AT WORST
- The top players are peeved and feel disadvantaged as they dont get to practice shooting/defending this one shot
- One-dimensional snakers are peeved that they now have to learn other shots
- We lose the 6 people who say they will drop out if snake is banned (assuming of course this is applied to every single table type and event, which clearly it would not be)
- Within a year we realise it is not working and reverse the decision


My recommendation is to risk it. If only we had some event organisers willing to take the risk...
Great post

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Post by robmoss2k » Wed Aug 13, 2008 2:41 pm

Richard wrote:Stuff
Tremendous post
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Post by Christopher Lyall » Wed Aug 13, 2008 5:42 pm

Don't worry everyone, the debate's been settled. I've invented a new shot called the Crocodile. You front pin the ball, walk it around for 14 seconds then hit the straight and yell out 'SNAP!'. If it goes in then you reach across the table and slap your opponent in the face.
www.fivebar.co.uk - Foosball Tournaments, Leagues, Shop

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Post by davez » Wed Aug 13, 2008 5:48 pm

Richard,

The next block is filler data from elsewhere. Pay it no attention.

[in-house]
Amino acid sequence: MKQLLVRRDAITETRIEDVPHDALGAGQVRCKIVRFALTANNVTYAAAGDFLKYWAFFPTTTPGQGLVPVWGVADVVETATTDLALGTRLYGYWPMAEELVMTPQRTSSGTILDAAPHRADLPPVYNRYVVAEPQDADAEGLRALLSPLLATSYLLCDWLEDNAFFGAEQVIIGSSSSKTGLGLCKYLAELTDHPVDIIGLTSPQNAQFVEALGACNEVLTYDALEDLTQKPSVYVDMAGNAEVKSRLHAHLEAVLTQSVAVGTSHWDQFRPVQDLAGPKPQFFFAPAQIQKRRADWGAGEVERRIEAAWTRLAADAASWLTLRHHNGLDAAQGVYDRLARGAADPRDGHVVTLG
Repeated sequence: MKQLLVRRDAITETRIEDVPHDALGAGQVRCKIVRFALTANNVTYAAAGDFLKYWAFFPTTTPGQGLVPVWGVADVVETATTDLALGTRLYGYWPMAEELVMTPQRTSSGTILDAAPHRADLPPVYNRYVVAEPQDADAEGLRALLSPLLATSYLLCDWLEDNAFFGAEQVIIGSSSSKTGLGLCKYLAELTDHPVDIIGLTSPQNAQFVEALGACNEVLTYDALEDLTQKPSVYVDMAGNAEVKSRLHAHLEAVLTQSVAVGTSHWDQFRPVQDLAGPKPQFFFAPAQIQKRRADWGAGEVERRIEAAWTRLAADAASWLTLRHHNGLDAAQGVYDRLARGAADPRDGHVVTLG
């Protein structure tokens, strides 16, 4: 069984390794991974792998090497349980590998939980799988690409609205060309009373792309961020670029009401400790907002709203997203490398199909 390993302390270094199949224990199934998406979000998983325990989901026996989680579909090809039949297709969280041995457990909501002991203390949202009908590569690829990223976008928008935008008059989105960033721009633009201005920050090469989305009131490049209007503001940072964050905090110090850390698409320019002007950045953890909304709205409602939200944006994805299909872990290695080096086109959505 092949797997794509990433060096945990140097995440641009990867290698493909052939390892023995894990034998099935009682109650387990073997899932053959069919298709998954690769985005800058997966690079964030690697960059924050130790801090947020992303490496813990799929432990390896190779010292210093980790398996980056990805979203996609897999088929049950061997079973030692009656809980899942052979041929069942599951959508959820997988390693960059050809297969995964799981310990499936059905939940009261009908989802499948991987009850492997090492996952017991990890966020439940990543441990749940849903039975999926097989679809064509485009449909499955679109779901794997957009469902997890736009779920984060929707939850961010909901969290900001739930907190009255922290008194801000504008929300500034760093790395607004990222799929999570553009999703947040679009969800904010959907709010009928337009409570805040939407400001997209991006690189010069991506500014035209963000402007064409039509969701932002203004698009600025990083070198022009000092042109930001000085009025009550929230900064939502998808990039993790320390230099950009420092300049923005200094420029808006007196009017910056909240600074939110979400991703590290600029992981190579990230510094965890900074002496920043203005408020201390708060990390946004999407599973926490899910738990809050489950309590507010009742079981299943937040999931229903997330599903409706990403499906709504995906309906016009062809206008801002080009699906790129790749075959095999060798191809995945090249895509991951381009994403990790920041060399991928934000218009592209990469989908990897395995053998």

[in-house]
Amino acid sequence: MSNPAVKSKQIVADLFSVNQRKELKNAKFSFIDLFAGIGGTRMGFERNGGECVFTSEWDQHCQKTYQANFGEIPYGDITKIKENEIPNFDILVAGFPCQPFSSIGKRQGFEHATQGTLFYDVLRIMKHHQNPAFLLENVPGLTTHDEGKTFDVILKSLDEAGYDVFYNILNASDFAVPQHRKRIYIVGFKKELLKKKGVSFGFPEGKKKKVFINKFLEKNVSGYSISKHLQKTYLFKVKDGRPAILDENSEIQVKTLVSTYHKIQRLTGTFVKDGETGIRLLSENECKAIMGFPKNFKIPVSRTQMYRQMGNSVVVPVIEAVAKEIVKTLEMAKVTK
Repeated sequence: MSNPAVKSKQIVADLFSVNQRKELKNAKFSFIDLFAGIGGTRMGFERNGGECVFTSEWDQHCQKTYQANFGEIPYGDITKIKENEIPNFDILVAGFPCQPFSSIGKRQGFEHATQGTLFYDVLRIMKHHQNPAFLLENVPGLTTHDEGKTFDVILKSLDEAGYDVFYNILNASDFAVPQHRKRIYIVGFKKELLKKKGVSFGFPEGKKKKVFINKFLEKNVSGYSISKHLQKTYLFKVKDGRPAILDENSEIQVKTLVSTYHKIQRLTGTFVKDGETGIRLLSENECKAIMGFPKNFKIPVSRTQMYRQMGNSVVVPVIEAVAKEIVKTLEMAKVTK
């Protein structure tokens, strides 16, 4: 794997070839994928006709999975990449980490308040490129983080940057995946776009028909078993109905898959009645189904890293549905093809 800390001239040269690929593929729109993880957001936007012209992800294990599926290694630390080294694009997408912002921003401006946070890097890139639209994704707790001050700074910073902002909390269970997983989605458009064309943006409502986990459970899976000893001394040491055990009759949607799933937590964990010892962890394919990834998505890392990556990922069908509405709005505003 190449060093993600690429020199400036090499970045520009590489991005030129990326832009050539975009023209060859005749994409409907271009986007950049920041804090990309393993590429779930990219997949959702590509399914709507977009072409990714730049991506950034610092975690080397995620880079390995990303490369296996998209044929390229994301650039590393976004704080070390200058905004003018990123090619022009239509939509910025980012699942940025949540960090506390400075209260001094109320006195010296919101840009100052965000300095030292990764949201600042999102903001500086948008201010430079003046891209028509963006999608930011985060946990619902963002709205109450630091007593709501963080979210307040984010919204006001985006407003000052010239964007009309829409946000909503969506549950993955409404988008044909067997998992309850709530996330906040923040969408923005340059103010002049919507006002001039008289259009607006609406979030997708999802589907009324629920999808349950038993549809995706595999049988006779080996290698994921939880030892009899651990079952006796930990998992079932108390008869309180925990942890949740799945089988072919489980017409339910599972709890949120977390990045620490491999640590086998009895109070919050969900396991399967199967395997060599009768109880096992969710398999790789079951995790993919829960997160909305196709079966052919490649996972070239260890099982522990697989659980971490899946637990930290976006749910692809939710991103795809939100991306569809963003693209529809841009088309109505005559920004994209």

I read Geoff's article and found in it no pursuasive evidence that the snake has been the cause of declining foos. In fact the foosball scene that I see is healthier than it has ever been, except for one area, and that is the local pub scene. I hardly go to the the pub any more to foos. There is no evidence that this decline is caused by the snake. The snake has been around for years, it's more likely caused by smoking ban and/or hard times.

This absurd vendetta against one type of shot defies all logic and reason. It's just a trivial example of the kind of madness that occasionally sweeps through human culture in times of stress, the mindless persecution of a harmless subgroup.

If people believe that the snake has done harm in certain arenas (eg Geoff's pubs, schools, pubs where beginners play) then why don't we fix it in those arenas instead of allowing it to impact those areas where nothing is wrong (ranked tournaments, ITSF rules, international competition).

Why not construct a snake-free environment for beginners (those who apparently have the problem), and then allow them to progress to a snake-inclusive environment as they get hooked on the game and increase their skills?

The irony of all this is that if enough people get behind it then they may well end up envigorating the foos scene, simply because they found a cause that excites them and moves them to action.

I think this thing about top players being peeved is not right. The top players will by and large adjust to any restriction you put on them, and will still be the top players, at least in the UK. Disallowing the snake will do more harm to the lower ranked players who have less all-round ability and experience but have been made competitive by their relatively strong 3-bars.